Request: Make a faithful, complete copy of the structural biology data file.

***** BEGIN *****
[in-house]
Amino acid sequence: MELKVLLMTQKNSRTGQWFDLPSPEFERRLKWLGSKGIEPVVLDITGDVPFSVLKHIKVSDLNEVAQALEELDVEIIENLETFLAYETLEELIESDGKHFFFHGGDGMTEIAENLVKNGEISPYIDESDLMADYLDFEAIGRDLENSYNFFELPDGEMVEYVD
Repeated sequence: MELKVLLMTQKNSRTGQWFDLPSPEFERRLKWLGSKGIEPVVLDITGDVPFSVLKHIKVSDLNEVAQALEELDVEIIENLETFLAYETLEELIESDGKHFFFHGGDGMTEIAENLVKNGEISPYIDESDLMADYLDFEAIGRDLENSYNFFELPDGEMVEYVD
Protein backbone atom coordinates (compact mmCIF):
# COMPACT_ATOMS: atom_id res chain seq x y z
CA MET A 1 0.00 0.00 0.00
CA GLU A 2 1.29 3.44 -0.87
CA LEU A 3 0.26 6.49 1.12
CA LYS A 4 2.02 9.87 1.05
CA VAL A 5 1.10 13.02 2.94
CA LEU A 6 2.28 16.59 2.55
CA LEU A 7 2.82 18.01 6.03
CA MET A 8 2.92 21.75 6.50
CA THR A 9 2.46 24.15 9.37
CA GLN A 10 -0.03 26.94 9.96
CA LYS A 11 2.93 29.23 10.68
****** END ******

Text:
[in-house]
Amino acid sequence: MELKVLLMTQKNSRTGQWFDLPSPEFERRLKWLGSKGIEPVVLDITGDVPFSVLKHIKVSDLNEVAQALEELDVEIIENLETFLAYETLEELIESDGKHFFFHGGDGMTEIAENLVKNGEISPYIDESDLMADYLDFEAIGRDLENSYNFFELPDGEMVEYVD
Repeated sequence: MELKVLLMTQKNSRTGQWFDLPSPEFERRLKWLGSKGIEPVVLDITGDVPFSVLKHIKVSDLNEVAQALEELDVEIIENLETFLAYETLEELIESDGKHFFFHGGDGMTEIAENLVKNGEISPYIDESDLMADYLDFEAIGRDLENSYNFFELPDGEMVEYVD
Protein backbone atom coordinates (compact mmCIF):
# COMPACT_ATOMS: atom_id res chain seq x y z
CA MET A 1 0.00 0.00 0.00
CA GLU A 2 1.29 3.44 -0.87
CA LEU A 3 0.26 6.49 1.12
CA LYS A 4 2.02 9.87 1.05
CA VAL A 5 1.10 13.02 2.94
CA LEU A 6 2.28 16.59 2.55
CA LEU A 7 2.82 18.01 6.03
CA MET A 8 2.92 21.75 6.50
CA THR A 9 2.46 24.15 9.37
CA GLN A 10 -0.03 26.94 9.96
CA LYS A 11 2.93 29.23 10.68